Some “first” times are awesome. The first time you rode a bike, the first time you kissed a girl (or guy), your first date, your first interview, your first office, your first child, the list goes on. Of course some first time’s are not so awesome. Your first hospitalization, your first friend to pass away, your first car accident, the first time you were fired from a job, this list too goes on and the lists can be interchangeable, depending on individual experience. Can you remember your most recent “first”? Do you remember having expectations before the experience? I have had first experiences that have blown away my expectations very positively but have had many more that did not live up to what I was expecting. The difference between what we expect and what we experience is what I am calling the gap. You expect an event to go one way, but it ends up going in a very different direction. What now? The questions to consider here are how do we fill this gap, what impacts how we fill this gap, and is what we fill the gap with controllable or just based upon our history?
Chris and I have mentioned on this blog many times about how teams at work, when not communicated with, will assume something is going on and for the most part their assumption will be personal and it will be negative. After all, if there was good news, leadership would share it, right? This too is a kind of gap, but this represents more of an information gap than an expectation gap. Discussions about the expectation gap could go in many directions so let’s narrow it down to relationships, specifically the relationships with your boss, peers, and members of your team. When you started your current job chances are you had some expectations in each of these areas. How did they measure up and what have you been doing to manage that gap?
Here are some gap examples: Your boss is a micromanager, more so than you like or your boss gives too little direction and flies too loose for you. Your peers don’t communicate the way you think they should or want them too. Your team demands too much from you or are too disorganized and lack discipline. There are many more examples if you think about it but only two essential ways to fill these gaps, you can either fill them with trust or suspicion.
What is your default thought when someone misses an expectation of yours? Do you believe they had the best intentions or do you assume the worst? How you answer that question will determine whether you fill the gap with trust or suspicion. If someone has failed to meet your expectation on more than one occasion, that repeated behavior will help you fill the gap with suspicion and assumption of the worst. Do you have a go-to person at work? Someone you know that if you give them a task they will go above and beyond. If they happen to not meet your expectation, that gap would most certainly be filled with trust and you will know that when you talk to them they will have a good reason why they did not succeed.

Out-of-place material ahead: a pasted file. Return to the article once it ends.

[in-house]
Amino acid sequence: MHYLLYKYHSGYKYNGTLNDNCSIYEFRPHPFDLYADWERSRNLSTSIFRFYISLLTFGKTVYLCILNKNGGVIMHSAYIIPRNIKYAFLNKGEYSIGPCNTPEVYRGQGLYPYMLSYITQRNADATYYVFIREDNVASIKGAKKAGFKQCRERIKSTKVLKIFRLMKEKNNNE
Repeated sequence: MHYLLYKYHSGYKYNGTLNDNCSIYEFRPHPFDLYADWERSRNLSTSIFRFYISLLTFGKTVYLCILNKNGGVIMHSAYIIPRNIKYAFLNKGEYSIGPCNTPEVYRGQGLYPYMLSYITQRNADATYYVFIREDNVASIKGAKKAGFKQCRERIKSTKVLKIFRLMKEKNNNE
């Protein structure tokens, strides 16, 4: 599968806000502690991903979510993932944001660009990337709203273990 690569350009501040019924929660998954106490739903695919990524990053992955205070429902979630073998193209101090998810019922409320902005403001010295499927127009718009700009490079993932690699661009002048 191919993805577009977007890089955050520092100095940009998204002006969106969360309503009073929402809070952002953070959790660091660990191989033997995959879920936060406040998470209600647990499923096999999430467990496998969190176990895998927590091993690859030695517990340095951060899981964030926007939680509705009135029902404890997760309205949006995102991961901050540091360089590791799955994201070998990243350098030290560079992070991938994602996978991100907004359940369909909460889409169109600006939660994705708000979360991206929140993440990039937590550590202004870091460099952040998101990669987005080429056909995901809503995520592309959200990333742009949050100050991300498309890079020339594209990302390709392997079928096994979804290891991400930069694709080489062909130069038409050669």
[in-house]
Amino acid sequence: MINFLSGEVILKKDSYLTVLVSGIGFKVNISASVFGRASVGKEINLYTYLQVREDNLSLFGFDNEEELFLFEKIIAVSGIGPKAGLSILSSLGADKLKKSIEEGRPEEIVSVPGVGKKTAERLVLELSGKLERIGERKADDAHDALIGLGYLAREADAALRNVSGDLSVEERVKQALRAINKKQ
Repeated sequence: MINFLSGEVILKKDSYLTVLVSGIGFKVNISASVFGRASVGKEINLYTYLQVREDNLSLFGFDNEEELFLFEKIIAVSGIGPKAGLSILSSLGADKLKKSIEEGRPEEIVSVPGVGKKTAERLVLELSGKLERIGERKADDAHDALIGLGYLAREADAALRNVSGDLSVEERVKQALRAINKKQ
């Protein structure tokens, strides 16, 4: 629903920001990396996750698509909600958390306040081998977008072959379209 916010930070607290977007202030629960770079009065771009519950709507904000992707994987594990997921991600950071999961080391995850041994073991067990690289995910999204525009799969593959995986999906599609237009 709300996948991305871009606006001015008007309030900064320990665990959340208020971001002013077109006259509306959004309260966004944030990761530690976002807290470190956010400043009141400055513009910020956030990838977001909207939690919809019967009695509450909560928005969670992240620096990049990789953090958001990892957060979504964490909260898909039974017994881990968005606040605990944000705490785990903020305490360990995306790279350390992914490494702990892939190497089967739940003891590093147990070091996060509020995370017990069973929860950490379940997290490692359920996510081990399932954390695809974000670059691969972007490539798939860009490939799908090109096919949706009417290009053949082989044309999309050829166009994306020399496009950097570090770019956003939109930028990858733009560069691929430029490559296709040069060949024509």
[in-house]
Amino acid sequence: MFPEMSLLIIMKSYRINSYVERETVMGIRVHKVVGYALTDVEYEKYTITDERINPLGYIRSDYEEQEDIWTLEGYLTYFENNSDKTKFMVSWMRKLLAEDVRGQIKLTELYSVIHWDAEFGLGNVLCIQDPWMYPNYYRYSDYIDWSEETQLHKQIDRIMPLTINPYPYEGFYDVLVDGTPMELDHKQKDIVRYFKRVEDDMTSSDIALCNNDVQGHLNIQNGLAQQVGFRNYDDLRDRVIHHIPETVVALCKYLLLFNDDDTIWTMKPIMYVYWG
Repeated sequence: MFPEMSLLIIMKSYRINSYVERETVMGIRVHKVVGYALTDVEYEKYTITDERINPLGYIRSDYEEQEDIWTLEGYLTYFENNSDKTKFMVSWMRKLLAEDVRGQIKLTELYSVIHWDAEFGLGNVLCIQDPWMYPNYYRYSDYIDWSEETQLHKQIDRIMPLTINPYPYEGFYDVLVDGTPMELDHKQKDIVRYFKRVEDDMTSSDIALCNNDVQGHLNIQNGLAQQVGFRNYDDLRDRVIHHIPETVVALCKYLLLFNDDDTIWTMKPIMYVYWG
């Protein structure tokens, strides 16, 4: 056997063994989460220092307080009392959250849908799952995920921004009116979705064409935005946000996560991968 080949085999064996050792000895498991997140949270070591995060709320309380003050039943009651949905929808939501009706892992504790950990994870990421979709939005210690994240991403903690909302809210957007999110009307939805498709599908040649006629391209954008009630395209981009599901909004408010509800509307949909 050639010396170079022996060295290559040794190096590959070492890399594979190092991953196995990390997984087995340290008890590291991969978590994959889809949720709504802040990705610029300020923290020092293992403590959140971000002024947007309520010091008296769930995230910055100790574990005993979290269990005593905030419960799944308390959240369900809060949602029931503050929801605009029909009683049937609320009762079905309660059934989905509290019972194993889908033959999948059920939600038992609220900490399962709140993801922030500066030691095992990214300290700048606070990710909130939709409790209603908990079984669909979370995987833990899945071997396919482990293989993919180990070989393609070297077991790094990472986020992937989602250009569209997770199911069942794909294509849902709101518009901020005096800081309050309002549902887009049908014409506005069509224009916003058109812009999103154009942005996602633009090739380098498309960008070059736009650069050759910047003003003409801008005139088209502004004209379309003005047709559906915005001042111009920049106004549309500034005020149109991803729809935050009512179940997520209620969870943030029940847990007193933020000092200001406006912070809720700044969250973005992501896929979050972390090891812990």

Regardless of history, yours or anyone else’s, regardless of whether they have failed to meet your expectations or normally meet your expectations all the time, how you fill the gap is always a choice. You can assume the worst in people and choose to respond with suspicion or you can see the best in them and choose to respond with trust. As a leader how you respond repeatedly to the gaps will lead to how everyone around you responds. This is the influence of leadership. The culture of your team or organization can be hugely impacted by the leaders response to unmet expectations. What kind of environment broods productivity, an environment of trust or one of suspicion?
Remember the first time you failed to meet someone’s expectations? You probably do and either it is a positive or negative memory. How they responded to you, either with trust, seeing the best in you, or suspicion, assuming the worst, impacts you probably to this day. As a leader we have the same opportunity to impact those around us. Seeing the best in someone, especially if they failed to meet your expectations multiple times, may be something they carry with them for the rest of their careers and lives. By seeing the best and responding with trust, we can impact those around us in a surprising way, it may be their first time, but even if it isn’t, lets try to make it the best time they ever failed to meet someone’s expectations.